It should further be noted that in the case of color images defined by multiple separation bitmaps, e.g., red, green blue (RGB) separations, it is not strictly necessary to concatenate these together to form the input and source bitmaps. An alternative method is to perform the correlation process 140 on corresponding input and source separation bitmap pairs to obtain a correlation result for each corresponding pair of input and source separation bitmaps. These correlation results are then combined into a single correlation result based upon averaging or another method to obtain a single correlation result.

The correlation process 140 can be carried out according to a wide variety of correlation methods. In the preferred embodiment, the correlation process is based upon no more than about 500–1000 input correlation data points (and no more than about 500–1000 source correlation data points). In a most preferred implementation, no more than about 200–300 input correlation data points and source correlation data points are used. Thus, the severe nature of the subsampling operations 132, 136 described above can now be appreciated. For example, in a most preferred example where no more than 200 input and source correlation data points are desired, an input image bitmap defined at a resolution of 16001200 pixels is subsampled to obtain only 192 input correlation data points. The source bitmaps are subsampled in a corresponding manner. It is not intended that the invention be limited to any particular subsampling operation. However, as noted, the subsampling operation must be sufficiently aggressive so that no more than 500–1000 data points are obtained and, preferably, no more than about 200–300 data points are obtained for use in the correlation process 140. The severe subsampling described herein is not possible with conventional image finder processes because the conventional methods are used to solve a much broader problem. The present method is able to use the severely subsampled data because it is known or assumed that the source image database actually contains the exact source image data file from which the printed input image was generated. This is true even if the printed input image has been enlarged/reduced.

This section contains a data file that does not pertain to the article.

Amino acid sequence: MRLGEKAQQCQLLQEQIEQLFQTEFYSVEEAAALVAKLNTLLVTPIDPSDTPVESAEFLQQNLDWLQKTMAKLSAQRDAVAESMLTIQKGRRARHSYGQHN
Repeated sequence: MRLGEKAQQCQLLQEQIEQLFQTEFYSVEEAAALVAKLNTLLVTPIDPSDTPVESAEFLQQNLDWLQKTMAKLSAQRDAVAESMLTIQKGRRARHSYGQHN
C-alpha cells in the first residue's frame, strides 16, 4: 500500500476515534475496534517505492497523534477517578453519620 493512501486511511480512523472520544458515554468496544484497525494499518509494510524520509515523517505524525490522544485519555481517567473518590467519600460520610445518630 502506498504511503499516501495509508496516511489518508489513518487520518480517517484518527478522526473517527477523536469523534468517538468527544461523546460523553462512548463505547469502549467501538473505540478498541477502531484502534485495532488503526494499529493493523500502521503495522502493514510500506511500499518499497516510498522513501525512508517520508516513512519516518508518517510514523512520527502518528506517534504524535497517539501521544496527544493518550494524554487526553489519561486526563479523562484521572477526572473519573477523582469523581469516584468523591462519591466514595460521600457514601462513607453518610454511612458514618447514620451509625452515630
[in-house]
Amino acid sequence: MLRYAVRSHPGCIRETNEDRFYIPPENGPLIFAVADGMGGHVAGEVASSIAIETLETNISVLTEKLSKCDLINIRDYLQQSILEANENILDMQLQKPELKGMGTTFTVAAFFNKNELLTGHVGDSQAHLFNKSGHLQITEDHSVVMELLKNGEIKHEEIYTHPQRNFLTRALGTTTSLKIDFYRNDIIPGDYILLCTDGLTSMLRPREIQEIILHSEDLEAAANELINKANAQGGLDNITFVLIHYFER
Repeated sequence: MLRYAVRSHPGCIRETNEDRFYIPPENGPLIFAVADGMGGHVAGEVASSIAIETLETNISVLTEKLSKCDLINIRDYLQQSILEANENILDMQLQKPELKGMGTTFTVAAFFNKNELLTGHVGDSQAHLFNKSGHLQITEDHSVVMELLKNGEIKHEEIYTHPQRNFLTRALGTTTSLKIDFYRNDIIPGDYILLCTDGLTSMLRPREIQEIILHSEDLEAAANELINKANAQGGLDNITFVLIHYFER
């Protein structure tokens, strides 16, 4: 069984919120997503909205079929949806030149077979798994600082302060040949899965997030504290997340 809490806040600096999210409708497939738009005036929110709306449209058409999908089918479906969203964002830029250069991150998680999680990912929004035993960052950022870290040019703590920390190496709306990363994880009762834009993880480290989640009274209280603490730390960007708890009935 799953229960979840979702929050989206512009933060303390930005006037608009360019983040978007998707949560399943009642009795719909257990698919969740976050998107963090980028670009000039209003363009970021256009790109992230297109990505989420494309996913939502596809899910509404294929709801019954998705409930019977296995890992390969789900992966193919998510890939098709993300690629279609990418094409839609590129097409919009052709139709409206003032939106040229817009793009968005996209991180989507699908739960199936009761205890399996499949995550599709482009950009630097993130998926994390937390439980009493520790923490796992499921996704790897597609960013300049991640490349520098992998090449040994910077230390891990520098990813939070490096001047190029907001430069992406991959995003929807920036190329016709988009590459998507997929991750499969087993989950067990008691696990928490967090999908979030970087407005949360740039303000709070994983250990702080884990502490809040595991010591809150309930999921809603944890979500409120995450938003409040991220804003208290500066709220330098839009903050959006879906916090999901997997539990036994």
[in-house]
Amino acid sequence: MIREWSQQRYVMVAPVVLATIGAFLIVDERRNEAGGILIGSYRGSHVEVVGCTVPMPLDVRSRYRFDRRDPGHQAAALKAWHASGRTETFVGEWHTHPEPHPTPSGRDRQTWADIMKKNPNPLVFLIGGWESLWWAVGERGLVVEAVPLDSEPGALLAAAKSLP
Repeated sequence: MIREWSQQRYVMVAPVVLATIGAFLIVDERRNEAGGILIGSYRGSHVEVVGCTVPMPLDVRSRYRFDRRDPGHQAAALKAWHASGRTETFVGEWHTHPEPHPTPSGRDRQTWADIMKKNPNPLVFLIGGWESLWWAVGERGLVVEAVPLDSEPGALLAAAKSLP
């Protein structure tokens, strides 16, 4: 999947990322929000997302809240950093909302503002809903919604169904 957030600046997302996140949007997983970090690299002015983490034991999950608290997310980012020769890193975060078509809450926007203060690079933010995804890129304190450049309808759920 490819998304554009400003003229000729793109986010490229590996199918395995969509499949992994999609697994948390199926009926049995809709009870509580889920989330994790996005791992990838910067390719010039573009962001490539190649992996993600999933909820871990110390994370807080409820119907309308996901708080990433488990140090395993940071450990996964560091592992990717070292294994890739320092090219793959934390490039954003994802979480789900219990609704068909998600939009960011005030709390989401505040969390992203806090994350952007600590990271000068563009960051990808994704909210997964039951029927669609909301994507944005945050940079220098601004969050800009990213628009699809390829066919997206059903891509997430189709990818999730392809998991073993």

The correlation process 140 is carried out mathematically on the input and source correlation data points. In a preferred embodiment, N input correlation points Xi′ and N source correlation data points Yi′ are pre-processed to remove the effects of their own mean and obtain normalized input and source correlation data points Xi, Yi according to the following: Xi = Xi - i = 0 N - 1 Xi N Yi = Yi - i = 0 N - 1 Yi N
The normalized input and source correlation data points Xi, Yi are then correlated according to the following: t = i = 0 N - 1 Xi * Yi ( i = 0 N - 1 Xi 2 ) ( i = 0 N - 1 Yi 2 )

Those of ordinary skill in the art will recognize that the correlation result t will vary between 1, where a value t=+1 indicates a perfect correlation between the input correlation data points and the source correlation data points, a value t=−1 indicates that the input correlation data points and source correlation data points are exact opposites, and a value t=0 indicates no correlation between the input correlation data points and the source correlation data points.